Youth Captures: Our Life After Hurricane Michael (A Youth-led Photo Voice Project)
Hurricane Michael made landfall at 2 pm EDT on October 10, 2018 in Bay County, FL with top sustained winds of 155 mph; altering the lives of families profoundly to this day. One of the greatest challenges has been housing. Thousands of families have been displaced from their homes, leaving climate-induced trauma to children.
Bay District Schools has been reporting on this trauma, and continuously advocates for resources and support for their students. Five months after the hurricane, Bay Schools Superintendent Bill Husfelt spoke before the State Board of Education about homelessness and the mental health struggles of Bay County Schools.
“More than 70 percent of the apartments in Panama City are uninhabitable. Before the storm, there were 738 homeless students in the district. Now, there are more than 4,800,” Husfelt shared, “[There have been 700] Community of Care referrals to mental health agencies. We’ve had 70 Baker Acts since we’ve reopened, 35 since Feb. 25th, 62 since Christmas Break.”
As school begins this Fall and almost a year after Hurricane Michael, the effects of the storm continue to linger. Families are still living in temporary or sub-standard housing, including: RVs, tents, sheds, cars, substandard trailers or houses, living with friends or families, FEMA trailers, hotels, motels, and weekly rentals with no lease.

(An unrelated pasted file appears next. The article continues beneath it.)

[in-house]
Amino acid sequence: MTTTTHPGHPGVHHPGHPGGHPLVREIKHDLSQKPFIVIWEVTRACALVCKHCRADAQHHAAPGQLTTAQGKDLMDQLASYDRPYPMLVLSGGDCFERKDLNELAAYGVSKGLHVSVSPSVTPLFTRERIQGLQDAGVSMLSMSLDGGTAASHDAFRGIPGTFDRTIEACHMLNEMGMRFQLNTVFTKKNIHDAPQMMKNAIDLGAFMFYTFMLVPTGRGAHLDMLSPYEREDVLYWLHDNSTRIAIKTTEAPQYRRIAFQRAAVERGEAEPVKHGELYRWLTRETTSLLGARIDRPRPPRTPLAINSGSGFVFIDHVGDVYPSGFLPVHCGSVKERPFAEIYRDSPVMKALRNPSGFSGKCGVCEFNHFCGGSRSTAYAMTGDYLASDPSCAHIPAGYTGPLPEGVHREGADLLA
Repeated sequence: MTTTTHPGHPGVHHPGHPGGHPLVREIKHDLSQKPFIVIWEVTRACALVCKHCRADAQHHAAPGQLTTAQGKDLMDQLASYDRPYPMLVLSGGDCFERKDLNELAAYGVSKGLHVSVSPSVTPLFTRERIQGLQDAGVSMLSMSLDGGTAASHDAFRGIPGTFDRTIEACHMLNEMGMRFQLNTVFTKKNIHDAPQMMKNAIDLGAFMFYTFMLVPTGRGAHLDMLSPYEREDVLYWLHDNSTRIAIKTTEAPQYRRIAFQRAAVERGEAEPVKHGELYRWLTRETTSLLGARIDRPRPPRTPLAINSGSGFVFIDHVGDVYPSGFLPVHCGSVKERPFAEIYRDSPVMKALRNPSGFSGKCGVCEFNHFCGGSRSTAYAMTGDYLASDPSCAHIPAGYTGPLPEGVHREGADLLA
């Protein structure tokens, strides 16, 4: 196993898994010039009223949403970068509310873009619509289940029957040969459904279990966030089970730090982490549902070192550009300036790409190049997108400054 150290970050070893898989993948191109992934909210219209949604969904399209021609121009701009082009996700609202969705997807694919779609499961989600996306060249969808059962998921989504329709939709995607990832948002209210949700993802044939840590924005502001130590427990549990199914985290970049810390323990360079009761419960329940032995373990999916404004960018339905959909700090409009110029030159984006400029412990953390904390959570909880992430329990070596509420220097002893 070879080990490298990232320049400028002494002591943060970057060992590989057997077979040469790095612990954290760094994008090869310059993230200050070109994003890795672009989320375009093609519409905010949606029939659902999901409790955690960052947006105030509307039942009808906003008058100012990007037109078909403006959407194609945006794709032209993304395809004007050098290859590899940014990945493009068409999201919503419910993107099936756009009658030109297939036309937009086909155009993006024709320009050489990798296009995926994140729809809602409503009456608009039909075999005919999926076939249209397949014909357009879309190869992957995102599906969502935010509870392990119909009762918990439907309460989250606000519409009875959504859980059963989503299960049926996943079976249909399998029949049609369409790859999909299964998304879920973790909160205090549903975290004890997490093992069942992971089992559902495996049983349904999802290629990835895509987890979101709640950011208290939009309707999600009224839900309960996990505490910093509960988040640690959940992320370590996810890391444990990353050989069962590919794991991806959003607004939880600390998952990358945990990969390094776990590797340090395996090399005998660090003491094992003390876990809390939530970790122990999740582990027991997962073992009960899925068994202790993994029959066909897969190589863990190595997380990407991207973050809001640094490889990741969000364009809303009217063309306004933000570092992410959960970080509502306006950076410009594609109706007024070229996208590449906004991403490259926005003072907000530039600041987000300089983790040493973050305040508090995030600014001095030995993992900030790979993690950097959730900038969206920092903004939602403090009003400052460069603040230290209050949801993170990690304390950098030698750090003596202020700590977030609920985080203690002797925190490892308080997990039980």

This Photo Voice project is meant to help 10 teens in Bay County, Florida share their stories in their own voices, with their own pictures, and see the world through their eyes. It will be a close look into the reality that they and their families have to endure. With their photos, people will see the stories that aren’t usually covered by traditional media.
Initially, their photographs will be shared with the Bay County Community during a special event later this year, and subsequently with other coalitions and organizations via a pop-up exhibit.
The life journeys of our youth inform our future. Lived events shared in personal stories have the power to open hearts and minds, and inspire us to collective action. People can change their communities for the better, and understanding the lives of people in difficult circumstances better prepares us to work together to change conditions that affect their lives.